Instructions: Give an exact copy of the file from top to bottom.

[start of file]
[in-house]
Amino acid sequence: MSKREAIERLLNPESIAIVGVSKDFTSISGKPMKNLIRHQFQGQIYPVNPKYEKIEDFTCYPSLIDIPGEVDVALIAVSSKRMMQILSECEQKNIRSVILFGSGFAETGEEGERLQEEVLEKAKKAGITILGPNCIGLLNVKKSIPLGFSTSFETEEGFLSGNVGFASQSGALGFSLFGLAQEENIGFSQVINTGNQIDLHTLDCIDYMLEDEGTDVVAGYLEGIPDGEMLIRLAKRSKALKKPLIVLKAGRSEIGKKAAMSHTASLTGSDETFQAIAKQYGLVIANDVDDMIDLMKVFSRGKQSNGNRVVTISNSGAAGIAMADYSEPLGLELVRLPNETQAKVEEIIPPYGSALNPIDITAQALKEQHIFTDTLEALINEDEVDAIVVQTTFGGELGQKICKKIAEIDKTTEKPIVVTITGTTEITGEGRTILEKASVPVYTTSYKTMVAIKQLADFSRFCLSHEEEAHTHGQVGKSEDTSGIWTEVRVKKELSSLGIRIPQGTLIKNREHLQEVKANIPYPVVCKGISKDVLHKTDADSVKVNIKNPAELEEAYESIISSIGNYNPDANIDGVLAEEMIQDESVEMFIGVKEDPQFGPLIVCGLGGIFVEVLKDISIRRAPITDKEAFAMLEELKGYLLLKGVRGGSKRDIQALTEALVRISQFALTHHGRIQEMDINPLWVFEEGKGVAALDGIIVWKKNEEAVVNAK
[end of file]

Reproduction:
[in-house]
Amino acid sequence: MSKREAIERLLNPESIAIVGVSKDFTSISGKPMKNLIRHQFQGQIYPVNPKYEKIEDFTCYPSLIDIPGEVDVALIAVSSKRMMQILSECEQKNIRSVILFGSGFAETGEEGERLQEEVLEKAKKAGITILGPNCIGLLNVKKSIPLGFSTSFETEEGFLSGNVGFASQSGALGFSLFGLAQEENIGFSQVINTGNQIDLHTLDCIDYMLEDEGTDVVAGYLEGIPDGEMLIRLAKRSKALKKPLIVLKAGRSEIGKKAAMSHTASLTGSDETFQAIAKQYGLVIANDVDDMIDLMKVFSRGKQSNGNRVVTISNSGAAGIAMADYSEPLGLELVRLPNETQAKVEEIIPPYGSALNPIDITAQALKEQHIFTDTLEALINEDEVDAIVVQTTFGGELGQKICKKIAEIDKTTEKPIVVTITGTTEITGEGRTILEKASVPVYTTSYKTMVAIKQLADFSRFCLSHEEEAHTHGQVGKSEDTSGIWTEVRVKKELSSLGIRIPQGTLIKNREHLQEVKANIPYPVVCKGISKDVLHKTDADSVKVNIKNPAELEEAYESIISSIGNYNPDANIDGVLAEEMIQDESVEMFIGVKEDPQFGPLIVCGLGGIFVEVLKDISIRRAPITDKEAFAMLEELKGYLLLKGVRGGSKRDIQALTEALVRISQFALTHHGRIQEMDINPLWVFEEGKGVAALDGIIVWKKNEEAVVNAK